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A really neat aircraft is the "double decker" Cessna. It can carry twice the amount of passengers and payload that a regular Cessna can. Of course fuel consumption is higher and entering and leaving the top portion can be a little awkward but its a small price to pay over all.

Innovative Cessna

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A really neat aircraft is the "double decker" Cessna. It can carry twice the amount of passengers and payload that a regular Cessna can. Of course fuel consumption is higher and entering and leaving the top portion can be a little awkward but its a small price to pay over all.

Innovative Cessna

:lol::lol:

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Crow #1: Did you ever see an elephant fly?

Crow #2: Well, I've seen a horse fly.

Crow #3: Ah, I've seen a dragon fly.

Crow #4: Hee-hee. I've seen a house fly.

---Walt Disney's Dumbo

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Check out this blog, very cool, its all WWII. If you scroll down about 2/3 of the way you'll come to the wierd aircraft of WWII section. The whole page is fascinating though, lots of great pictures, facts and testimonials.

Very cool site.

I remember those "planes"! They are either from a National Lampoon or a Playboy magazine circa 1970-somthing. Meant to be humorous stereotypes. I'm leaning more towards Playboy.

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I have about 100 pairs of pajamas. I like to see people dressed comfortably.

---Hugh Hefner

Edited by DogOnPorch

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Now I think about it I believe I've seen them somewhere before as well. The one I really like is the 20 seat flight trainer, 20 people all trying to fly the same aircraft at the same time would be a sight to behold.

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Now I think about it I believe I've seen them somewhere before as well. The one I really like is the 20 seat flight trainer, 20 people all trying to fly the same aircraft at the same time would be a sight to behold.

From the blog's copy of the description...

First, the HARLEY-FAIRFAX K-55 AIR-PAL TRAINER {pic}, conceived as an economical flight trainer. The plane was so economical it didn't even have an intercom for the instructor to communicate with the students. According to the Fiddler's Green website, "elaborate pre briefings, hand signals, screaming all were tried but all fell short of the desired result, unanimity of action. Happily for all concerned, a further economy move halted production altogether only five months after it began. But those who flew or tried to fly her are not likely to ever forget this stillborn regent of the cloud lanes-memories shared by those on the ground lucky and sharp-eyed enough to catch a necessarily brief glimpse of an Air-Pal cartwheeling across the sky while 19 plucky, if somewhat perplexed students tried outguessing one another, their teacher and fate itself."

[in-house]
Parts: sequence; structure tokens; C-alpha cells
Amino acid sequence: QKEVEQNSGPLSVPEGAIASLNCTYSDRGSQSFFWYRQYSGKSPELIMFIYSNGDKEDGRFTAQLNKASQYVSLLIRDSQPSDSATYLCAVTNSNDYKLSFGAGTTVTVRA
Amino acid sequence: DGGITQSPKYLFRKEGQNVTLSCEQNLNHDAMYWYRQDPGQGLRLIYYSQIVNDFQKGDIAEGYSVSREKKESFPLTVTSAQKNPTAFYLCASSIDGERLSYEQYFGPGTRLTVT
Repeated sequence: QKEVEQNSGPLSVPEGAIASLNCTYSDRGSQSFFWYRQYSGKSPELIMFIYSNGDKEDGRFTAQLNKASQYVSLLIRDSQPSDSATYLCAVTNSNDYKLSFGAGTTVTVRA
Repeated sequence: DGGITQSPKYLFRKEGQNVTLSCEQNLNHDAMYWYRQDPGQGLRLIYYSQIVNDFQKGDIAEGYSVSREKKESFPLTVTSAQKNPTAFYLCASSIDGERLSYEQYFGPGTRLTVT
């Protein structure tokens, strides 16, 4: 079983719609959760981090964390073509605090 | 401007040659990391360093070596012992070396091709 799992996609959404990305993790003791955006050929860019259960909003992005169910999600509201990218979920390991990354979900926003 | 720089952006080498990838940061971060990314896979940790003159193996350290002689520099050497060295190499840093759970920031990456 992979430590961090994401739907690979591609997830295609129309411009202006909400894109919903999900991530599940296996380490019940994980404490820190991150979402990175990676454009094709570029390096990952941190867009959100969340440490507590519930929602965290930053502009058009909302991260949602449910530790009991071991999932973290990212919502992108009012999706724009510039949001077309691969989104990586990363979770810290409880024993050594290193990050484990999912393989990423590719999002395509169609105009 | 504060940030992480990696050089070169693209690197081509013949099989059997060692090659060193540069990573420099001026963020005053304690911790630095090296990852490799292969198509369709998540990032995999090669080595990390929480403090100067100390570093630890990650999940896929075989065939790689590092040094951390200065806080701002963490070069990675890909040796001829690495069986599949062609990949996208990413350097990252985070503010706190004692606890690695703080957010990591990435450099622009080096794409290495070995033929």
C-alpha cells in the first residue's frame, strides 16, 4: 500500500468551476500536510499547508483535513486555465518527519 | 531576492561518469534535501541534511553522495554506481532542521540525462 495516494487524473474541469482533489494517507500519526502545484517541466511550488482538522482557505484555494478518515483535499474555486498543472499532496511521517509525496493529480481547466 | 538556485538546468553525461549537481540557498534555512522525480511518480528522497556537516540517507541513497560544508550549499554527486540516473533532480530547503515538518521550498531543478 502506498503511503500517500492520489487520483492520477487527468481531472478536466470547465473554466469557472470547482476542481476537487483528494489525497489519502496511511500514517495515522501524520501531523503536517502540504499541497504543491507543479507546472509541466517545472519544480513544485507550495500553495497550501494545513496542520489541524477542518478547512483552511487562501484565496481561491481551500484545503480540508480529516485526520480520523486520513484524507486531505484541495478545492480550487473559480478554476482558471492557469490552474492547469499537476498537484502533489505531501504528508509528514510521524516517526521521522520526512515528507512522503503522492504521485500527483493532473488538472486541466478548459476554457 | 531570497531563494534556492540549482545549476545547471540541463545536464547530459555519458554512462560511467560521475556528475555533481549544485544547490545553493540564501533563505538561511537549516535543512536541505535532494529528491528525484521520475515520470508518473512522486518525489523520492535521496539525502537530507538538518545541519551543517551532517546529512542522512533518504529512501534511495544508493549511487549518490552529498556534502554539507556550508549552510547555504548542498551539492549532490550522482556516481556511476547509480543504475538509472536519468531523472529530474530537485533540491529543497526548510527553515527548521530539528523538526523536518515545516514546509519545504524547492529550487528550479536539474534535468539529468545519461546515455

:lol:

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But the fact that some geniuses were laughed at does not imply that all who are laughed at are geniuses. They laughed at Columbus, they laughed at Fulton, they laughed at the Wright brothers. But they also laughed at Bozo the Clown.

---Dr. Carl Sagan

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I remember those "planes"! They are either from a National Lampoon or a Playboy magazine circa 1970-somthing. Meant to humorous stereotypes. I'm leaning more towards Playboy.

--------------------------------------------

I have about 100 pairs of pajamas. I like to see people dressed comfortably.

---Hugh Hefner

You're right it was Playboy.

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The most beautiful aircraft ever made; hands down its the Connie. The one that I like the most, the Arrow.

Check back a few pages for some interesting Connie pics.

Here's another huge propliner that got bumped by the jet-age's arrival:

I liked the Humbley-Pudge Gallipoly Heavyish Bomber with its Varley Panjandrum Engines.

The Brabazon almost fits that bill...lol.

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Lt. Col. Robert 'Dutch' Holland: You got any kids?